Situated on basalt upland section of the Darling Downs, Pittsworth owes its existence to that great explorer and botanist Allan Cunningham who in early June 1827 discovered and named the area around Warwick and to the north, the Darling Downs. It was not until 1840 that the Leslie Brothers arrived on the Darling Downs with stock for pastoral settlement and on the second arrival camped on the banks of the Condamine River close to which is now Leslie Crossing.
And onwards 54km west to Cecil Plains, now the home of one of the largest cotton gins in the southern hemisphere.
European settlement in the area began in 1842, when Henry Stuart Russell claimed land around the Condamine River to establish Cecil Plains station. The site of the station homestead was to become the site of the town. Ludwig Leichhardt used the homestead as a base for two expeditions into the surrounding region. The station originally grazed cattle but later moved to wool production.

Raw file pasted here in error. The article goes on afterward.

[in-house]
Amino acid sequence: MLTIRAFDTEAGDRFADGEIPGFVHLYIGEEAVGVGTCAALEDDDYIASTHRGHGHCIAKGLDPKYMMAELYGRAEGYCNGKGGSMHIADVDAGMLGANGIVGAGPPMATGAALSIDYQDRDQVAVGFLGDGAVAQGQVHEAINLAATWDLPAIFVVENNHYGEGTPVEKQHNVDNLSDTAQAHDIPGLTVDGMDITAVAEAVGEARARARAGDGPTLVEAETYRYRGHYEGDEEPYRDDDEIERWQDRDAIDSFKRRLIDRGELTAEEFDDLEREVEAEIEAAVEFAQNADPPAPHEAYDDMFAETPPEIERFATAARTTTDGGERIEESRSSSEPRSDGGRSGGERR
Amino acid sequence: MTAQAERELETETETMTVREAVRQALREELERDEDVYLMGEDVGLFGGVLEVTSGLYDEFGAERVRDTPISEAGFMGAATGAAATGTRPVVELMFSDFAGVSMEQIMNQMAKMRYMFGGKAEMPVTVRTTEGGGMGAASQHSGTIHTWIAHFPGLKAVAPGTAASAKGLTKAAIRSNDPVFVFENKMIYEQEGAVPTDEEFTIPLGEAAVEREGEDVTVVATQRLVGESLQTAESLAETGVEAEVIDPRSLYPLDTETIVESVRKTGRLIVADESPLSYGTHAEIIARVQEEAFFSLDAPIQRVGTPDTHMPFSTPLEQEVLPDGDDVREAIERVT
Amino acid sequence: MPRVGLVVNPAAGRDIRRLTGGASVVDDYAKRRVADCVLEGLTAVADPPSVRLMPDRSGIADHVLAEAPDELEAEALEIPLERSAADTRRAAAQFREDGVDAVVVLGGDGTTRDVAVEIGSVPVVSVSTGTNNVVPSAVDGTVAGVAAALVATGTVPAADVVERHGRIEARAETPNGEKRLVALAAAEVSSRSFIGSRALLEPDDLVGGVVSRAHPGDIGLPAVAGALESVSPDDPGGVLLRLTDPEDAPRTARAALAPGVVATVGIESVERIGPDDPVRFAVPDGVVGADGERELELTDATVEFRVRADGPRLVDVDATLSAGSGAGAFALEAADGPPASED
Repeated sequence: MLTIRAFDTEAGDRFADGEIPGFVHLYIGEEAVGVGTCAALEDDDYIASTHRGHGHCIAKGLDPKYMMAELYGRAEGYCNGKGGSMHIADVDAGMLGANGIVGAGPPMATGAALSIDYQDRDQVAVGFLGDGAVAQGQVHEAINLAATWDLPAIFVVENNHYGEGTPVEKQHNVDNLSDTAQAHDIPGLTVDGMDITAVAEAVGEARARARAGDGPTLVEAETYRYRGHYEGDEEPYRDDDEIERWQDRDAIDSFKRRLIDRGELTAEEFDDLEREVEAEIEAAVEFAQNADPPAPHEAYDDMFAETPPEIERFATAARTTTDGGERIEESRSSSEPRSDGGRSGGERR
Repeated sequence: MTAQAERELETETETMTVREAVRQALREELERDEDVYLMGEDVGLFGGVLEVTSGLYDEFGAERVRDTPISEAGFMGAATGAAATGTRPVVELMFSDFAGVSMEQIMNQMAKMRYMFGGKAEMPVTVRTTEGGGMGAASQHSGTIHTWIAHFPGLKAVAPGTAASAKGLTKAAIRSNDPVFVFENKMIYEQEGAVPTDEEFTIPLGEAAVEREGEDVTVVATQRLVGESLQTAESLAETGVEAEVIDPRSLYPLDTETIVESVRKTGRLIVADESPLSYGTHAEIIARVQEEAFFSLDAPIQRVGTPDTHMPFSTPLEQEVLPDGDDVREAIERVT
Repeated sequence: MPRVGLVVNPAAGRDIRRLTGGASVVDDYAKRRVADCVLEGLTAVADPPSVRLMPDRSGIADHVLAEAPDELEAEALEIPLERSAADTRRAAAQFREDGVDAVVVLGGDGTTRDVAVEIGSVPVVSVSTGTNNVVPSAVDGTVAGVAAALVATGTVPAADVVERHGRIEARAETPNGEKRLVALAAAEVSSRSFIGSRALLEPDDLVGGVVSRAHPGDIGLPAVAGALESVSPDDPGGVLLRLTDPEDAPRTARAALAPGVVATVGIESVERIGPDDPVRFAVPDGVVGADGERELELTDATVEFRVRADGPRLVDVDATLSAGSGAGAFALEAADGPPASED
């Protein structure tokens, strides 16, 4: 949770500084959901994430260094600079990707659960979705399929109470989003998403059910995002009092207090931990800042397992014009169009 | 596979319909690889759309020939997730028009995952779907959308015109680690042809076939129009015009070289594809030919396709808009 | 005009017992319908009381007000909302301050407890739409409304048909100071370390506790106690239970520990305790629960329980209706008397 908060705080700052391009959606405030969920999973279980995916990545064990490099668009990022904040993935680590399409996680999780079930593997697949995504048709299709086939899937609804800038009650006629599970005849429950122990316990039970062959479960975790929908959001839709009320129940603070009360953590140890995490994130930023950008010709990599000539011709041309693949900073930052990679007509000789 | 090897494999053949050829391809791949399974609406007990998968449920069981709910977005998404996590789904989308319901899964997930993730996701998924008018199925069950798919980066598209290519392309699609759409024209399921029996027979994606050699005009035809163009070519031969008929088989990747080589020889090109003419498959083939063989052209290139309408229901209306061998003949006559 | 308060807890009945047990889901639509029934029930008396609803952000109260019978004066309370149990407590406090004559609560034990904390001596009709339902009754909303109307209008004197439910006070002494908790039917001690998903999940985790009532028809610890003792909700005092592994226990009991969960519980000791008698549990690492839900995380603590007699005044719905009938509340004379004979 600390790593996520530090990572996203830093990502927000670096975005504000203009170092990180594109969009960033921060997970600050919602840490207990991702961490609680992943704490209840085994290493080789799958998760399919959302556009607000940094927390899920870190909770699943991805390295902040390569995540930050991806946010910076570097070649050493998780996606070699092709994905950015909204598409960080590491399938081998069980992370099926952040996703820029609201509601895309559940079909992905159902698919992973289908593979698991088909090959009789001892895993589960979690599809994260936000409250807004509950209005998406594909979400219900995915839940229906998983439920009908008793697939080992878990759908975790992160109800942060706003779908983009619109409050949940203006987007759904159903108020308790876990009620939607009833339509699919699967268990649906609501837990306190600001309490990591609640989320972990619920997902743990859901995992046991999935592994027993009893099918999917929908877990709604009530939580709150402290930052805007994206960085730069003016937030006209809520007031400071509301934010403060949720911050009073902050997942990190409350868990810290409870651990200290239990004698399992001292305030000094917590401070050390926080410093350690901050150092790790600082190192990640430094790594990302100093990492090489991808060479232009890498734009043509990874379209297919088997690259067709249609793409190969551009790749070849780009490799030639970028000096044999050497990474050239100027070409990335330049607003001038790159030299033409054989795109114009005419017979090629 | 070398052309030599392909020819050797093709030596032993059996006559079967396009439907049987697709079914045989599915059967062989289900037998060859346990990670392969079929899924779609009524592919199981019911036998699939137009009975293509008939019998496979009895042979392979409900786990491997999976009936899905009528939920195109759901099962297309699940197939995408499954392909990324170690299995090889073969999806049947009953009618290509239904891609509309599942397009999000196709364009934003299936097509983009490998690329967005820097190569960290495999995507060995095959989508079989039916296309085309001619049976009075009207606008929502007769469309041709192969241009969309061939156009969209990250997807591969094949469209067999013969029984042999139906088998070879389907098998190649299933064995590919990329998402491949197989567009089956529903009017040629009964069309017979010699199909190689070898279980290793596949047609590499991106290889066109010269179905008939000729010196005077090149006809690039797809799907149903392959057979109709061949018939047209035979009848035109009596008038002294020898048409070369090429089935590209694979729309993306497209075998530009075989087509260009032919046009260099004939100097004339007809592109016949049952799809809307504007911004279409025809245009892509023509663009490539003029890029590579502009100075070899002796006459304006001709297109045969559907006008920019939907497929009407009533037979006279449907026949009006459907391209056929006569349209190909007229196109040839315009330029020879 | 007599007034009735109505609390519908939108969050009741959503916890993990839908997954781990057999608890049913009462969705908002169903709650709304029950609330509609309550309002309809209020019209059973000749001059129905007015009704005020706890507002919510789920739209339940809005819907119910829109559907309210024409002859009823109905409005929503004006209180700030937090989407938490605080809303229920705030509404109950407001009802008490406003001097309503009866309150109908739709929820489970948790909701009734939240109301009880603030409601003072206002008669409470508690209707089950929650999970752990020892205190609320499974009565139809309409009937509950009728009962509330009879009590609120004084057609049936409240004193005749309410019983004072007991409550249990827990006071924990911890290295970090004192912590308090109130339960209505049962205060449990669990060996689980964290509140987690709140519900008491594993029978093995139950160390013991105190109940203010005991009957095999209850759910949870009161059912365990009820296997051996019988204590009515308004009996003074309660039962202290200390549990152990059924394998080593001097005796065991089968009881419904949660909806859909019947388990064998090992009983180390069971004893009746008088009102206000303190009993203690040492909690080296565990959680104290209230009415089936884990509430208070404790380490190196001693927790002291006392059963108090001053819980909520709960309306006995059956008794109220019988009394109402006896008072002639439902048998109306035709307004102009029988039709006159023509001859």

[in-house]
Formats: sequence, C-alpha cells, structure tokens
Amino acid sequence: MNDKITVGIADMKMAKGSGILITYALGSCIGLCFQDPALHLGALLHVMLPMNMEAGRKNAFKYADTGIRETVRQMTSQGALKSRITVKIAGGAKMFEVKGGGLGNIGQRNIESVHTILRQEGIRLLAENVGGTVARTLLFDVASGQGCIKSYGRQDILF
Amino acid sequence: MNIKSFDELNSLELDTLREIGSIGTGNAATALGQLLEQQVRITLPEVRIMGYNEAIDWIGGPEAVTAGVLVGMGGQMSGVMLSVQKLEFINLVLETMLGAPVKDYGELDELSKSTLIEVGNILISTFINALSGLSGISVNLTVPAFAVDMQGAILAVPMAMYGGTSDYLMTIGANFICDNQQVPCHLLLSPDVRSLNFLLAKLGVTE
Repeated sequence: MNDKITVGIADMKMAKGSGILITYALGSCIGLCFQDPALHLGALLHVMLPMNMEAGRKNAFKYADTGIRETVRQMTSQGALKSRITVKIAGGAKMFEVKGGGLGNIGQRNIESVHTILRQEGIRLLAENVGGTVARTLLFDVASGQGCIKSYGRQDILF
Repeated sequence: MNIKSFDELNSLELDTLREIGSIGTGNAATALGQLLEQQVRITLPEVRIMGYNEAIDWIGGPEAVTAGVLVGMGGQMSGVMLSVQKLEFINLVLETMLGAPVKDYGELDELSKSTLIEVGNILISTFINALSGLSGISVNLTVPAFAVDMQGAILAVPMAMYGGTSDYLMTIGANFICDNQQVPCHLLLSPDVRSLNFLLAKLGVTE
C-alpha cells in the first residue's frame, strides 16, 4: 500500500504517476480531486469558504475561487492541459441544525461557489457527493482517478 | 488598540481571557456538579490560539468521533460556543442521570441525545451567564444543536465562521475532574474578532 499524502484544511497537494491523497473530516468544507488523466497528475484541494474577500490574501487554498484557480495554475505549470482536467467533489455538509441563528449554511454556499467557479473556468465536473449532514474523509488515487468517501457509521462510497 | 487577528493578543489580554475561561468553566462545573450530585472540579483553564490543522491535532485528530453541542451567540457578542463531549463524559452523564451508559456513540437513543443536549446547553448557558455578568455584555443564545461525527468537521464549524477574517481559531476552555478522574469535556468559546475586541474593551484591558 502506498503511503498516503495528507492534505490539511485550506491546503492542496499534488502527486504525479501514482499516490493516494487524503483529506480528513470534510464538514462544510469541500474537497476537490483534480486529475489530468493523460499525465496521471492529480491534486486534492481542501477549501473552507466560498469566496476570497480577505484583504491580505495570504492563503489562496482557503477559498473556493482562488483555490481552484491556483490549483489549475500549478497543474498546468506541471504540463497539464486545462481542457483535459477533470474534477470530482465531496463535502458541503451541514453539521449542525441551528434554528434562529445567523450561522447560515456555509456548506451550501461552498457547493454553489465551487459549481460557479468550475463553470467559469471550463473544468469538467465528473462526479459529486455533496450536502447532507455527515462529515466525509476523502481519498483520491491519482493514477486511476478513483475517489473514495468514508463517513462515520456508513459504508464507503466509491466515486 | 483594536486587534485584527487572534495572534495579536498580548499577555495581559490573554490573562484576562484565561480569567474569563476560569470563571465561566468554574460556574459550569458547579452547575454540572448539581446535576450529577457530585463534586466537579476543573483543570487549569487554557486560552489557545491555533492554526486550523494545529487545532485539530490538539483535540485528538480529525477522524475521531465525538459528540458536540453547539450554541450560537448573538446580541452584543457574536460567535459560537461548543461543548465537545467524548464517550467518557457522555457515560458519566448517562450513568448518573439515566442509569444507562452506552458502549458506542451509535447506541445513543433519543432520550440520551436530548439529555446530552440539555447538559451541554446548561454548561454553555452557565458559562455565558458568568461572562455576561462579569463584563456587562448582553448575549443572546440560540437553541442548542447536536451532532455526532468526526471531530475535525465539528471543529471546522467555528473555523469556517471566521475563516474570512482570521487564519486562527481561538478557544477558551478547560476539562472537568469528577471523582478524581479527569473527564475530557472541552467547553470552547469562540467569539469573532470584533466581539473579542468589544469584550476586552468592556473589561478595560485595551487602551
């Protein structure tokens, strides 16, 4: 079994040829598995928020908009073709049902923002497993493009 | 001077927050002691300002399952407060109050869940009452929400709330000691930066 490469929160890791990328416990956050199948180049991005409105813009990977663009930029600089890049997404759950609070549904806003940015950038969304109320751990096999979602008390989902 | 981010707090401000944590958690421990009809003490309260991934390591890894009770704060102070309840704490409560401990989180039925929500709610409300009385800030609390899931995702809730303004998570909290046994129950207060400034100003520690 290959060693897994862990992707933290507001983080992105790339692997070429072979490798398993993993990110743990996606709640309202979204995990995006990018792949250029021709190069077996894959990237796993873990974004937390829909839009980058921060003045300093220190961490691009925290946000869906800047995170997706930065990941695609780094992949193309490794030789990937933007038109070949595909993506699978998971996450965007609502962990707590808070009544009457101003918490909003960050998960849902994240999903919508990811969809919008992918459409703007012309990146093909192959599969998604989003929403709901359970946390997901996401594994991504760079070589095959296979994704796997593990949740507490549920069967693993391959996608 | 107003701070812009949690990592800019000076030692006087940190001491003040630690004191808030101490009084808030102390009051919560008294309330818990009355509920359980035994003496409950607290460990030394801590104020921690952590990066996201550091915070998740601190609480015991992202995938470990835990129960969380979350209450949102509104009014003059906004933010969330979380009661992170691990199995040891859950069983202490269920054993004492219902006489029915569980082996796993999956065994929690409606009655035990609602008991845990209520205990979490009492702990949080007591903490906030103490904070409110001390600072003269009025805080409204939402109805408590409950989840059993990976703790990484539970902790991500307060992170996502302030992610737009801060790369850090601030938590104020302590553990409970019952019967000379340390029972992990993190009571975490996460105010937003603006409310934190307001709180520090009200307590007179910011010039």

In 1916, Cecil Plains station was acquired by the Queensland government and subdivided for closer settlement, with some parcels reserved for soldier settlers. The new settlers produced mainly wheat and dairy. The local pub is called the Victory Hotel, as a result of a successful vote in 1938 to establish a drinking establishment in the town. From the 1960s cotton became the main crop grown in the area.